The Skinny on What Makes Fatburger So Good
Mutiple locations, but my local one is at 1611 North Vermont Avenue
Los Angeles, CA 90027 (map); 323-663-3100; fatburger.com
Cooking Method: Griddled
Short Order: This Los Angeles original lives up to the hype with delicious smashed burgers.
Want Fries with That? No thanks. Even though they took a special request, these frozen spuds don't stand up to good fast food fries.
Prices: Medium, $4.49; large, $5.49, w/cheese and fried egg, +$1 each
Notes: They'll actually try to cook your burger to your preferred temperature.
It seems my colleague and good friend, Nick Solares, and I have developed some kind of psychic burger connection. Without any design or discussion we both traveled to Texas this past week and both made a trip to Whataburger. What's more, we both decided to review fast food burgers this week. His review (full of some beautiful photo work) gives the lowdown on the Lonestar State's favorite burger chain. I decided to weigh in on California's second favorite: Fatburger.
If you've been following our Reality Check series, you know that I harbor few soft spots for the hard-as-hockey puck burgers that are served by most fast food chains. I didn't grow up waiting, breath bated, for my Happy Meal. For a fat kid like me, every meal was happy. That misfortune of my genes along with the good fortune of growing up in New York City during the '70s and '80s meant that fast food didn't mean a chain restaurant. Chinese from Hunan Balcony, Greek diner burgers from The Argo, and, of course, pizza from, well, everywhere—these were the quick eats I lingered over.
When I moved to Los Angeles, one of the first things I noticed was how many chain fast food restaurants there were and how few of my New York standbys I could look to. While I didn't become a McDonald's regular, I did find my way to In-N-Out and was a quick convert. Fatburger, another beloved chain, never held the same mystique for me. After heading there again recently, I wondered why it hadn't.
Fatburger, like the other beloved Western burger chains (Whataburger, In-N-Out) started off as a family enterprise over a half century ago, As the story goes, founder Lovie Yancey made a burger that was so big and juicy they could only be called Fatburger. Now the chain boasts numerous celebrity franchisees and more than a couple of mentions in song. This as all become, as you might imagine, part of the corporate lore, but Fatburger hasn't lost all of the appeal of the original. It still uses fresh beef and still offers a jukebox at every restaurant.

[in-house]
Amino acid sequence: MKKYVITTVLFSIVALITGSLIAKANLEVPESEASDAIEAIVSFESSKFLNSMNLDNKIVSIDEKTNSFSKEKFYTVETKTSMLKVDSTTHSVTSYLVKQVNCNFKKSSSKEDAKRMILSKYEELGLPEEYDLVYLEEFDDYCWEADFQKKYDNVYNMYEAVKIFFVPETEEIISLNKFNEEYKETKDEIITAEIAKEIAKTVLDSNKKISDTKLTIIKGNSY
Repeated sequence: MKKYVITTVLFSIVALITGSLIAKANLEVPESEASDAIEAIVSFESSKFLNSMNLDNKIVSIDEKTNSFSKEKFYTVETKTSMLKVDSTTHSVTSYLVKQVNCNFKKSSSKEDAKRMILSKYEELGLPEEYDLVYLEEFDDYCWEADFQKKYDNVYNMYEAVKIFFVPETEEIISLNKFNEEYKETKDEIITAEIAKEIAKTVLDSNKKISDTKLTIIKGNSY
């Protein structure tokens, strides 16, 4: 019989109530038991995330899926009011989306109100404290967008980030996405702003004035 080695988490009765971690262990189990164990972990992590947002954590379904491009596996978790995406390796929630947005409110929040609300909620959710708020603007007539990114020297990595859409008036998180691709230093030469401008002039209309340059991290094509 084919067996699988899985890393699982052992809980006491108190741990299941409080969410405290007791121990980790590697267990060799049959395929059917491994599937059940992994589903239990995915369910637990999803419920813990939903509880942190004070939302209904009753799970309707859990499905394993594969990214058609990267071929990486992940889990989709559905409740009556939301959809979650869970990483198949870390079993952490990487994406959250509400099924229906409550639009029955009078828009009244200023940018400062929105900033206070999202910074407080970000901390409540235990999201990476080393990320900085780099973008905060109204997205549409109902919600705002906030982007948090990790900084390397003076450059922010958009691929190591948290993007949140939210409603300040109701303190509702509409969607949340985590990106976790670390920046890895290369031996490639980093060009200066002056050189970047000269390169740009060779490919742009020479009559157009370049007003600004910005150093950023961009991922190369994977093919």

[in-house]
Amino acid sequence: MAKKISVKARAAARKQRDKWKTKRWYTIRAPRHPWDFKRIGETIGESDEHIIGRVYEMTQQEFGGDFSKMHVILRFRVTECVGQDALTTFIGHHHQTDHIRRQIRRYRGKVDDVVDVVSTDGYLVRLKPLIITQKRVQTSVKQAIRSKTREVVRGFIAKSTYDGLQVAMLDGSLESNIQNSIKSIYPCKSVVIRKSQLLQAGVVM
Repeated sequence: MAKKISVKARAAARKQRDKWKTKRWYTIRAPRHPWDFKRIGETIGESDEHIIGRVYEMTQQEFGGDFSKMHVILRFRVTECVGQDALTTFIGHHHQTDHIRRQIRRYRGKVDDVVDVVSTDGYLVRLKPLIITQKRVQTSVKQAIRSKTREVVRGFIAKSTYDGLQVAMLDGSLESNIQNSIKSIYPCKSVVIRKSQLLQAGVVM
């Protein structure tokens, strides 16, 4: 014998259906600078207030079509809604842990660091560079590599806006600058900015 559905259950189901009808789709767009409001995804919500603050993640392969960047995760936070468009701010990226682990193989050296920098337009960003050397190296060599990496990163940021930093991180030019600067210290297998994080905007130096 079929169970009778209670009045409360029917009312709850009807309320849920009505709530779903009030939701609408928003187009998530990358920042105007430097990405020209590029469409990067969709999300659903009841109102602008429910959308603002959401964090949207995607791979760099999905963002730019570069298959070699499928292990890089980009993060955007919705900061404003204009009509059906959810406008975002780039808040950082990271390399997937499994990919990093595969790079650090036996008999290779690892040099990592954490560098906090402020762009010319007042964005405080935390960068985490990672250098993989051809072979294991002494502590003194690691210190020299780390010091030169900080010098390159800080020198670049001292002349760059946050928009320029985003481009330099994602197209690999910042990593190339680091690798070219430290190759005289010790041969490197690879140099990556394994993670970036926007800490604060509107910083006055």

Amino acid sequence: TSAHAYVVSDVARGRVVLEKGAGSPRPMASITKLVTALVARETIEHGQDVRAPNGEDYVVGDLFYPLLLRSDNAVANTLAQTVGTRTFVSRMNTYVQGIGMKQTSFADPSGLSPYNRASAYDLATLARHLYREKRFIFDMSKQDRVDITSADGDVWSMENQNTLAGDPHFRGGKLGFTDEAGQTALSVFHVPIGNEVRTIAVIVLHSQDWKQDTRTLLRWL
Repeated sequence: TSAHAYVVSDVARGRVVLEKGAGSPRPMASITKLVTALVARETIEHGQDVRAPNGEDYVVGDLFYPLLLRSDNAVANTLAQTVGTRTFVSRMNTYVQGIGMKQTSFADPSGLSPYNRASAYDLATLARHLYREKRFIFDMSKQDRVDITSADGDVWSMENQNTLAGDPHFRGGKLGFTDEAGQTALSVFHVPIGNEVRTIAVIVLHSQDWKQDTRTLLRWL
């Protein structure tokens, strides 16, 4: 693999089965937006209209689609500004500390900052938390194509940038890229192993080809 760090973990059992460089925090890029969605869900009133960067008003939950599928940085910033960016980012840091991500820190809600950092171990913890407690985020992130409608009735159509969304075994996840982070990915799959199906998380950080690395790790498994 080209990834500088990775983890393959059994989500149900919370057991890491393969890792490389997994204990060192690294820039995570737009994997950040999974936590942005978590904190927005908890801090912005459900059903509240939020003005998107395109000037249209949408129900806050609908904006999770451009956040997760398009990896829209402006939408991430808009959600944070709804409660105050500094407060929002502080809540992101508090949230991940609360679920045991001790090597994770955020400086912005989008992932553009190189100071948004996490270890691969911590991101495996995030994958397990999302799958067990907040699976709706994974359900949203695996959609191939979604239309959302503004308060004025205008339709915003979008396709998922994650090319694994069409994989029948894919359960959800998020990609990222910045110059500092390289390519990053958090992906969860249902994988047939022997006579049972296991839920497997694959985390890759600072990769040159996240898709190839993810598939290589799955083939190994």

I ordered the medium which weighs in at 5.3 ounces, and a large, which is a full 8 ounces. They also offer a XXL burger made of two 8-ounce patties. If you order and manage to eat the XXXL or "Triple King" you get your photo taken and placed on the wall. I figure these reviews are sufficient evidence of my gluttony.
I ordered both burgers with cheese and everything, which means lettuce, tomato, onion, relish, mustard, and mayo. I added a fried egg to my large because diehard Fatburger fans seem to insist on it.
The patties are highly seasoned (salt and pepper) and come with a fantastic crust from what must be a very hot griddle. Fatburgers get a smash during cooking and can be ordered to your preferred temperature. Mine came out as closer to a proper medium rare than most higher-end restaurants. While they advertise their meat as the leanest in the business my burgers still had some serious juice.
The toppings come in portions that match the excess of their number. Usually all this condiment-ing is a at best a distraction and at worst the phantom's masked. In this case I was almost completely in support of the choice. The hefty toppings are matched by the crusty and peppery patty and come together with a pleasure of piecemeal discovery. A crunch of lettuce here, a toothsome onion there. Even my fried egg (on the large) made for a welcome added layer of fat and gastronomic excess.
The toppings are piled on to be sure, but they don't crush the fun and character out of the burger. At least, all the toppings but one. I found the sweet relish to be overpowering on both of my burgers. It wasn't a fatal addition, just one that demands too much attention. If its measure had been halved (or removed altogether) it would have made for two much better burgers out of a pair that had a lot going for them in the first place.
The final piece in the puzzle, the Fatburger bun, is a beautiful, soft, pillowy sponge that manages to hold this whole affair together. If my arm were twisted I'd side with the Medium as closer to my conception of a burger's Platonic ideal, but I can see a case to made for the large (with a fried egg), especially at 2 a.m.
Despite all this Fatburger goodwill, I still feel it's unlikely that I find myself championing a chain restaurant too often. There is just something about a small restaurant's bespoke burger and the way its subtle differences add to, rather than alloy, the pleasure of its familiarity. But if I were choosing a fast food burger chain to call my favorite, for the first time in a long while, In-N-Out has some competition.